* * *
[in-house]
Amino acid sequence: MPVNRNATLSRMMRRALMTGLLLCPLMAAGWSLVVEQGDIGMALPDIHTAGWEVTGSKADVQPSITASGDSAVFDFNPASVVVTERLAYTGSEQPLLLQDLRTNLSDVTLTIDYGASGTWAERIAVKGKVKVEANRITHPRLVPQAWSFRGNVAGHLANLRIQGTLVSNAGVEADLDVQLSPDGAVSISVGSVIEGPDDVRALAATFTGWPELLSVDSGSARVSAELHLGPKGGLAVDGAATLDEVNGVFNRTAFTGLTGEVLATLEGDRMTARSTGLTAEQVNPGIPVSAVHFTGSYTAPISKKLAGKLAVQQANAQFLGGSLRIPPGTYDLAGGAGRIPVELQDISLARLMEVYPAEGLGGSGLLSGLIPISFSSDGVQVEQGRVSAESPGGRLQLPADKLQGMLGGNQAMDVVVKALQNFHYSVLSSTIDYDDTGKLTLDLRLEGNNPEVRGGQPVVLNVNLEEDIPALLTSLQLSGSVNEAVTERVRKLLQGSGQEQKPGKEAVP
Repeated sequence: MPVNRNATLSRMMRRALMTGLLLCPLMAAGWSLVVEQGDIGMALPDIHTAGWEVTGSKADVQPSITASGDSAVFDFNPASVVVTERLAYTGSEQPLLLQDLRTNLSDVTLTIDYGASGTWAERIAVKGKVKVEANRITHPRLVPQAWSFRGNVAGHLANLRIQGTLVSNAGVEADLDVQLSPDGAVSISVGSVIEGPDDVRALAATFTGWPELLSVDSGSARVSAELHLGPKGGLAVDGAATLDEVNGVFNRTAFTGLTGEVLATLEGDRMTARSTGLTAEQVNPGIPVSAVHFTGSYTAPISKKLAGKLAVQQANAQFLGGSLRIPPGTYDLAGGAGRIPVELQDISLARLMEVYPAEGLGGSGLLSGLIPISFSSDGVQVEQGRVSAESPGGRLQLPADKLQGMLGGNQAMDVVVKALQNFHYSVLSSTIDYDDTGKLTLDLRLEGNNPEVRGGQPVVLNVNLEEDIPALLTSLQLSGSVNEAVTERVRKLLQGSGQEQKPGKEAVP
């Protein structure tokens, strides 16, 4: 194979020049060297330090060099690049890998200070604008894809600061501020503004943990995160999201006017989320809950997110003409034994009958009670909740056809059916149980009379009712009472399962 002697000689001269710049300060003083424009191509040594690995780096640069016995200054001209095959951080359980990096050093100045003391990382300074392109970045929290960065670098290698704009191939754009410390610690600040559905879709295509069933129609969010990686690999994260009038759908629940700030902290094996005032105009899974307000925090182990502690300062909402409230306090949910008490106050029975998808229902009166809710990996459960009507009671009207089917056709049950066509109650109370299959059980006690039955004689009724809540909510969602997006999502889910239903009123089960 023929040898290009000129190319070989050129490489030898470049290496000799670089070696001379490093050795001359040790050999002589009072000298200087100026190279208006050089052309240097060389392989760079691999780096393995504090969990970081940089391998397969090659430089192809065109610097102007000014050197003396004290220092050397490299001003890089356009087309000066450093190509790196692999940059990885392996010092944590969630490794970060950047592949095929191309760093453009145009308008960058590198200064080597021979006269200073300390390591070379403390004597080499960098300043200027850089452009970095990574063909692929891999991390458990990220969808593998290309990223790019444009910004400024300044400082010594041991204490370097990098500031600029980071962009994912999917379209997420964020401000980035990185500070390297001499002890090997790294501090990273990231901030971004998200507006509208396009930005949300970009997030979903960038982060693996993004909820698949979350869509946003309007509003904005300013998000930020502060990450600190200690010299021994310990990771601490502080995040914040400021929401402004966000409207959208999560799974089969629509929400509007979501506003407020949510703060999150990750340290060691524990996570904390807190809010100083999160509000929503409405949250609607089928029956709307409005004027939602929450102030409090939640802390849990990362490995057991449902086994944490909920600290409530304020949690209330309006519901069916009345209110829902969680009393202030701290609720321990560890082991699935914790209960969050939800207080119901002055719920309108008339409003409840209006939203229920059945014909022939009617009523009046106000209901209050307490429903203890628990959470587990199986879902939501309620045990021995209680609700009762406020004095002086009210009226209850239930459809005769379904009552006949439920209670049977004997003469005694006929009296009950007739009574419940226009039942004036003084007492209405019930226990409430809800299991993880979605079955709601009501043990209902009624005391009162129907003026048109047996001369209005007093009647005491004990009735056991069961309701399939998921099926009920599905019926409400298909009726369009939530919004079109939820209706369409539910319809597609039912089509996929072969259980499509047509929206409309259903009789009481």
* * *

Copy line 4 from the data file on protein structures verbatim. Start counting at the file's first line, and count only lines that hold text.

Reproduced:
């Protein structure tokens, strides 16, 4: 194979020049060297330090060099690049890998200070604008894809600061501020503004943990995160999201006017989320809950997110003409034994009958009670909740056809059916149980009379009712009472399962 002697000689001269710049300060003083424009191509040594690995780096640069016995200054001209095959951080359980990096050093100045003391990382300074392109970045929290960065670098290698704009191939754009410390610690600040559905879709295509069933129609969010990686690999994260009038759908629940700030902290094996005032105009899974307000925090182990502690300062909402409230306090949910008490106050029975998808229902009166809710990996459960009507009671009207089917056709049950066509109650109370299959059980006690039955004689009724809540909510969602997006999502889910239903009123089960 023929040898290009000129190319070989050129490489030898470049290496000799670089070696001379490093050795001359040790050999002589009072000298200087100026190279208006050089052309240097060389392989760079691999780096393995504090969990970081940089391998397969090659430089192809065109610097102007000014050197003396004290220092050397490299001003890089356009087309000066450093190509790196692999940059990885392996010092944590969630490794970060950047592949095929191309760093453009145009308008960058590198200064080597021979006269200073300390390591070379403390004597080499960098300043200027850089452009970095990574063909692929891999991390458990990220969808593998290309990223790019444009910004400024300044400082010594041991204490370097990098500031600029980071962009994912999917379209997420964020401000980035990185500070390297001499002890090997790294501090990273990231901030971004998200507006509208396009930005949300970009997030979903960038982060693996993004909820698949979350869509946003309007509003904005300013998000930020502060990450600190200690010299021994310990990771601490502080995040914040400021929401402004966000409207959208999560799974089969629509929400509007979501506003407020949510703060999150990750340290060691524990996570904390807190809010100083999160509000929503409405949250609607089928029956709307409005004027939602929450102030409090939640802390849990990362490995057991449902086994944490909920600290409530304020949690209330309006519901069916009345209110829902969680009393202030701290609720321990560890082991699935914790209960969050939800207080119901002055719920309108008339409003409840209006939203229920059945014909022939009617009523009046106000209901209050307490429903203890628990959470587990199986879902939501309620045990021995209680609700009762406020004095002086009210009226209850239930459809005769379904009552006949439920209670049977004997003469005694006929009296009950007739009574419940226009039942004036003084007492209405019930226990409430809800299991993880979605079955709601009501043990209902009624005391009162129907003026048109047996001369209005007093009647005491004990009735056991069961309701399939998921099926009920599905019926409400298909009726369009939530919004079109939820209706369409539910319809597609039912089509996929072969259980499509047509929206409309259903009789009481």